Adobe InDesign License Key malware attack spammed out

Graham Cluley
Graham Cluley
@
@[email protected]
@gcluley

InDesign iconCriminal hackers have spammed out emails which pretend to contain a license key for the desktop publishing program Adobe InDesign.

Their intention? To infect your Windows computer with malware.

The emails pretend to come from Adobe, in a noxious campaign which bears many similarities to the fake Adobe Acrobat Reader updates spammed out yesterday.

A typical message looks like the following:

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Adobe InDesign malicious email

Subject: InDesign CS4 License Key

Attached file: License_key_ID[random number].zip

Message body:
Hello,

Your Adobe CS4 License key is in attached document below.
We encourage you to explore its new and enhanced capabilities with these helpful tips, tutorials, and eSeminars.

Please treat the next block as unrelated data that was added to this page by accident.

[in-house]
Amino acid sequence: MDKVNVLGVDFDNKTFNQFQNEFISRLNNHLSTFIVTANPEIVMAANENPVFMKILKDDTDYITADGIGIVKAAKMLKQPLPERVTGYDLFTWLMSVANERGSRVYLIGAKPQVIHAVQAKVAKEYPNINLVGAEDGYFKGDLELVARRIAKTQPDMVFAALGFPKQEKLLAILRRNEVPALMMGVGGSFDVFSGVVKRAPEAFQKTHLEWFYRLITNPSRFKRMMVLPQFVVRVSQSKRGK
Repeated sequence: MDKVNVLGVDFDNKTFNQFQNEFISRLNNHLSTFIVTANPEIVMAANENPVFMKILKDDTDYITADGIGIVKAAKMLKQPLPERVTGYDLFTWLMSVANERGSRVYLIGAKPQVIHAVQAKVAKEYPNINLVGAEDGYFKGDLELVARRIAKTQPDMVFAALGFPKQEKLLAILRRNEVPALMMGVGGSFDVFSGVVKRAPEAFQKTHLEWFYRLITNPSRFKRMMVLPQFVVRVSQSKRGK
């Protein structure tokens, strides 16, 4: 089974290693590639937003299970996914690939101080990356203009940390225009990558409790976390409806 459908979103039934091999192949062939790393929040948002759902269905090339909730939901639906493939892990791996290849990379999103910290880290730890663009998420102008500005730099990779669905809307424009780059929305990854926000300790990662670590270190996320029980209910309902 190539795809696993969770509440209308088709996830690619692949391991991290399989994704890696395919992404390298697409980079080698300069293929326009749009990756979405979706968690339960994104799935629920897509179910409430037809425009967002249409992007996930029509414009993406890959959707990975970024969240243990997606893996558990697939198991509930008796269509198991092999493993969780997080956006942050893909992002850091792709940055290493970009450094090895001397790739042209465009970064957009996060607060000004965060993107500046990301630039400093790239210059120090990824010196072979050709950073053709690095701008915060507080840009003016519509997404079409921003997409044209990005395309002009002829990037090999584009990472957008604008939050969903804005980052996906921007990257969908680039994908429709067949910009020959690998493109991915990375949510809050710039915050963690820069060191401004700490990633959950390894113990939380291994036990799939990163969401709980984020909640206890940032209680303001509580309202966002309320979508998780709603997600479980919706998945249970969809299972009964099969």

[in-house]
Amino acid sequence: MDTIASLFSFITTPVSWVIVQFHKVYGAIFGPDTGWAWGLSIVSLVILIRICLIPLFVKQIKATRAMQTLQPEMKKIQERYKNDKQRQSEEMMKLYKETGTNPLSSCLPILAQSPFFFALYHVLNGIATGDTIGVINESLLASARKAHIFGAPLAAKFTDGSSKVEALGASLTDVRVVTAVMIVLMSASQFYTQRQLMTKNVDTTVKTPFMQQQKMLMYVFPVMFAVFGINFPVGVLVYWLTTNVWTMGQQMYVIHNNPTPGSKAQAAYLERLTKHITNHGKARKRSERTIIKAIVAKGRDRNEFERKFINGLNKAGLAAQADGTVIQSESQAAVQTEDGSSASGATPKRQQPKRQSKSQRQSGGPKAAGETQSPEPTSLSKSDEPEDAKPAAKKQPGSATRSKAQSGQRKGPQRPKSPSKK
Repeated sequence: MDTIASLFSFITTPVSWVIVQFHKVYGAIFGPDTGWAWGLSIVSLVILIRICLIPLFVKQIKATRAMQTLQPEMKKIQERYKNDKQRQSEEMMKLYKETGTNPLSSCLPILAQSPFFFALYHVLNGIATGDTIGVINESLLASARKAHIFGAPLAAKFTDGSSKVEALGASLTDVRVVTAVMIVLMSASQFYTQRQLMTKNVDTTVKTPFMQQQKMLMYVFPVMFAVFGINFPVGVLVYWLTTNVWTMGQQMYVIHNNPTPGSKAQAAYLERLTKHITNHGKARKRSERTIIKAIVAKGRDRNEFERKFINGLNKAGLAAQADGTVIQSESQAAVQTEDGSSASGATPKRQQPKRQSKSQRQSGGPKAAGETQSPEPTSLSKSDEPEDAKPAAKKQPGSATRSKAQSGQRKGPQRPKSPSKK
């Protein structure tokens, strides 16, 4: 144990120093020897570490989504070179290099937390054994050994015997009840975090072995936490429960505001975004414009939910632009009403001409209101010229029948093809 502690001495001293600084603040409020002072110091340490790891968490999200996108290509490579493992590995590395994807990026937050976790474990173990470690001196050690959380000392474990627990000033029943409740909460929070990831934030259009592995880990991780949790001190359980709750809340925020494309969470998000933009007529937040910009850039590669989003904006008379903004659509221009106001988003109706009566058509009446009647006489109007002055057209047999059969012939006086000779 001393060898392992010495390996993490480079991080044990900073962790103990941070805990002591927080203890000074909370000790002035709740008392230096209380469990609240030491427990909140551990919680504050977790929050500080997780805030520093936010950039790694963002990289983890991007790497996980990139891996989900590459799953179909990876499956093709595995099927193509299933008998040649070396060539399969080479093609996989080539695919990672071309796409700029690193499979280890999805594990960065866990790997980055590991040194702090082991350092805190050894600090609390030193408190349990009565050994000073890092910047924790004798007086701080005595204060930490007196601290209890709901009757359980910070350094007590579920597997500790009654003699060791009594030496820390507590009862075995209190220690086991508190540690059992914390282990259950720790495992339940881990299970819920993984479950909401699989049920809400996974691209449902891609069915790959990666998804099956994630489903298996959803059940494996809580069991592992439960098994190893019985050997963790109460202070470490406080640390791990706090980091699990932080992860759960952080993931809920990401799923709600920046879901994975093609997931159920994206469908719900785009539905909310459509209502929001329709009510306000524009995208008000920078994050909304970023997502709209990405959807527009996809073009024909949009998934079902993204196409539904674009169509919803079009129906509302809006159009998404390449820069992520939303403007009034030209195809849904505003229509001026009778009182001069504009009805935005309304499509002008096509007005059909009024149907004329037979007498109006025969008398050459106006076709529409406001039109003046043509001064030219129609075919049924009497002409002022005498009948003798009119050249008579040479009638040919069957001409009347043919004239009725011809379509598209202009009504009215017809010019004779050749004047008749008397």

Thank you for buying Adobe InDesign CS4 software.

Adobe Systems Incorporated

Sophos detects the malware as the Troj/Bredo-MY Trojan horse.

Remember – computer security is not just about keeping your anti-virus software properly updated. It’s also about realising that companies are not in the habit of emailing you unsolicited attachments out of the blue.


Graham Cluley is an award-winning keynote speaker who has given presentations around the world about cybersecurity, hackers, and online privacy. A veteran of the computer security industry since the early 1990s, he wrote the first ever version of Dr Solomon's Anti-Virus Toolkit for Windows, makes regular media appearances, and is the co-host of the popular "Smashing Security" podcast. Follow him on Twitter, Mastodon, Threads, Bluesky, or drop him an email.

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